Venice at night

We ended our two day tour of Venice with an evening Vaporetto boat tour of the Grand Canal.  Venice after dark presents an even more charming face.  Our next destination – Tuscany.

The Dolomites

October 18th, 2015

DAY 5 -  GUDON 007

“According to legend, there once was a haunted castle hidden between the jagged peaks of Italy’s Dolomite Mountains. A farmer found the castle and discovered a cellar packed with barrels of the most delicious wine he had ever known. The farmer started to collect some of the wine in a leather pouch but suddenly three ghosts appeared. They told the terrified farmer that if he swore to keep the location of the cellar a secret, he could take as much wine as he’d like. A few nights later, the farmer drank too much at a local tavern and revealed the location of the mysterious cellar. His drinking companions went to the spot, and as they approached, the castle dissolved into thin air.

The legend persists to this day; ask about the castle and you’ll be told that it still exists somewhere in these mountains, but you will not find anyone willing to reveal its location.” ( Quoted from The Wine Enthusiast).

I think we found that castle right across the valley from where we were staying.  On a foggy morning we captured several picture like the one above that gave this particular castle an ethereal, mystical aura.  The Dolomites are the roof top of Italy, sitting on the Swiss and Austrian borders.  Dolomite, a pink granite, forms craggy peaks and changes color from orange to purple to pink as the day progresses.  In the native Ladin language of the isolated people of this region they have a word for the dolomite color; enrosdadira, meaning becoming pink.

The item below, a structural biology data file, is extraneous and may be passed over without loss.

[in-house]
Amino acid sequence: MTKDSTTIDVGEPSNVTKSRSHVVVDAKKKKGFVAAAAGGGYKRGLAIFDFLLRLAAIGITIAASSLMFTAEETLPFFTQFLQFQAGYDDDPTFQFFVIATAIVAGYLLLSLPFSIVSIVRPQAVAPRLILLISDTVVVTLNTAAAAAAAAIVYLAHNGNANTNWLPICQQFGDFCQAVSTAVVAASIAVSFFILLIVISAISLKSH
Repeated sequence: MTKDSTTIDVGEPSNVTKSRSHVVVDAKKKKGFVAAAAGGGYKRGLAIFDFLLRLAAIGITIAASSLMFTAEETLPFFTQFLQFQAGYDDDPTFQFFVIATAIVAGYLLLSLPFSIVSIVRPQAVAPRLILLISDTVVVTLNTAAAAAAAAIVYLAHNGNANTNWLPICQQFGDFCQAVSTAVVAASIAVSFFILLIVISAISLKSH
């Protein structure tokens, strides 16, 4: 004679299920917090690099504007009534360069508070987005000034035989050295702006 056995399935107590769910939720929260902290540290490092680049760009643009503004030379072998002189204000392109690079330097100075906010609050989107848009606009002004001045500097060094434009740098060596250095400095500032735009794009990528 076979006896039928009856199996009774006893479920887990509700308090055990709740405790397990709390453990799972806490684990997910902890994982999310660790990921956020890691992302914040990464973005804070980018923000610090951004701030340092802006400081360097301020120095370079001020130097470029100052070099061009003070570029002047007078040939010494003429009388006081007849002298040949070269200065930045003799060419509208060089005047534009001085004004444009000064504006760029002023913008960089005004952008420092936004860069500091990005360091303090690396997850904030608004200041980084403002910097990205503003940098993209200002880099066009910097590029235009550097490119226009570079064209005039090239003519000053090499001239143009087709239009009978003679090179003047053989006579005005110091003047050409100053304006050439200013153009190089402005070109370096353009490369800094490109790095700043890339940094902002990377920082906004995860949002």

DAY 5 -  GUDON 009


Alpine meadows dot the landscape with charming villages clustered together in verdant fields.

Dolomites in Snow

But getting there was a hair pin drive in snowy conditions.  You can tell by the look on my face that I am not in my natural element.  Trying to smile but . . . .

DAY 5 -  GUDON 011

This was our final destination.

DAY 6 -  Dolomites à venise 047

It was a most welcoming Tyrolean chalet on a hillside overlooking the meadows.  The name of our chalet was Schonblick.  Most chalets have names. This region retains its Austrian Alpine roots and many of the Swiss style houses are adorned with flower pots on the terrace and the feeling that at any minute someone is going to break out in song to “The hills are alive with the sound of music”.

Stelvio Pass Peaks

The reason we were in the Dolomites was because the guys wanted to ride the Stelvio Pass.  It is a famous curvy road loved by motorcyclists the world over.  Unfortunately the weather conditions were too dangerous for them to attempt it.

Stelvio Pass David